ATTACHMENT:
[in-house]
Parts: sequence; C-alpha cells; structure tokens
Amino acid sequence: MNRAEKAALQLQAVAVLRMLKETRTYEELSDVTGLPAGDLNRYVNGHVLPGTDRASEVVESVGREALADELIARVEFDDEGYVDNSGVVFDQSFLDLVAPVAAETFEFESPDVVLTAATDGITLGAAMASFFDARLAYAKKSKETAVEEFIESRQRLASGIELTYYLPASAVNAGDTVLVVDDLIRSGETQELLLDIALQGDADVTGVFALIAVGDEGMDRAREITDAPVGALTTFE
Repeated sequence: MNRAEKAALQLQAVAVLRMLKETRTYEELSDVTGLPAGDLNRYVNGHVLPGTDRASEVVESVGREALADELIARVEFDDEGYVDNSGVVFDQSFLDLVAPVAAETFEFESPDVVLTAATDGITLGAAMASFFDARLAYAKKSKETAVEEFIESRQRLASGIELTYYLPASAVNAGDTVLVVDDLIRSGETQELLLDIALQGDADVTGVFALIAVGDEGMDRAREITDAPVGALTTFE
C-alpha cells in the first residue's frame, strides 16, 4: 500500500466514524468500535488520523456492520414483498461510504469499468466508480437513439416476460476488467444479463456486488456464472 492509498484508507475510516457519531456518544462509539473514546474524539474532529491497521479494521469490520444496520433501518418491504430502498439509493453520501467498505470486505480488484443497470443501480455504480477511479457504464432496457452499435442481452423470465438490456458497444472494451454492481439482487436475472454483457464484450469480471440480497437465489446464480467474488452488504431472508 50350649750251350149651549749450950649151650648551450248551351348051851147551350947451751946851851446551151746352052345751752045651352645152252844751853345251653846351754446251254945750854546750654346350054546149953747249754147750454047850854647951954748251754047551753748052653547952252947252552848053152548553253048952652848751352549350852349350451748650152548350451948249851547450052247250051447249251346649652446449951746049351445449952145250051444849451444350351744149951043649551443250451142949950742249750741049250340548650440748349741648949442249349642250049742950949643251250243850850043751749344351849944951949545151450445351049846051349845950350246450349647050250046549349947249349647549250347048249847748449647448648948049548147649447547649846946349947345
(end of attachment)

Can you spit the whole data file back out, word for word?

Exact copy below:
[in-house]
Parts: sequence; C-alpha cells; structure tokens
Amino acid sequence: MNRAEKAALQLQAVAVLRMLKETRTYEELSDVTGLPAGDLNRYVNGHVLPGTDRASEVVESVGREALADELIARVEFDDEGYVDNSGVVFDQSFLDLVAPVAAETFEFESPDVVLTAATDGITLGAAMASFFDARLAYAKKSKETAVEEFIESRQRLASGIELTYYLPASAVNAGDTVLVVDDLIRSGETQELLLDIALQGDADVTGVFALIAVGDEGMDRAREITDAPVGALTTFE
Repeated sequence: MNRAEKAALQLQAVAVLRMLKETRTYEELSDVTGLPAGDLNRYVNGHVLPGTDRASEVVESVGREALADELIARVEFDDEGYVDNSGVVFDQSFLDLVAPVAAETFEFESPDVVLTAATDGITLGAAMASFFDARLAYAKKSKETAVEEFIESRQRLASGIELTYYLPASAVNAGDTVLVVDDLIRSGETQELLLDIALQGDADVTGVFALIAVGDEGMDRAREITDAPVGALTTFE
C-alpha cells in the first residue's frame, strides 16, 4: 500500500466514524468500535488520523456492520414483498461510504469499468466508480437513439416476460476488467444479463456486488456464472 492509498484508507475510516457519531456518544462509539473514546474524539474532529491497521479494521469490520444496520433501518418491504430502498439509493453520501467498505470486505480488484443497470443501480455504480477511479457504464432496457452499435442481452423470465438490456458497444472494451454492481439482487436475472454483457464484450469480471440480497437465489446464480467474488452488504431472508 50350649750251350149651549749450950649151650648551450248551351348051851147551350947451751946851851446551151746352052345751752045651352645152252844751853345251653846351754446251254945750854546750654346350054546149953747249754147750454047850854647951954748251754047551753748052653547952252947252552848053152548553253048952652848751352549350852349350451748650152548350451948249851547450052247250051447249251346649652446449951746049351445449952145250051444849451444350351744149951043649551443250451142949950742249750741049250340548650440748349741648949442249349642250049742950949643251250243850850043751749344351849944951949545151450445351049846051349845950350246450349647050250046549349947249349647549250347048249847748449647448648948049548147649447547649846946349947345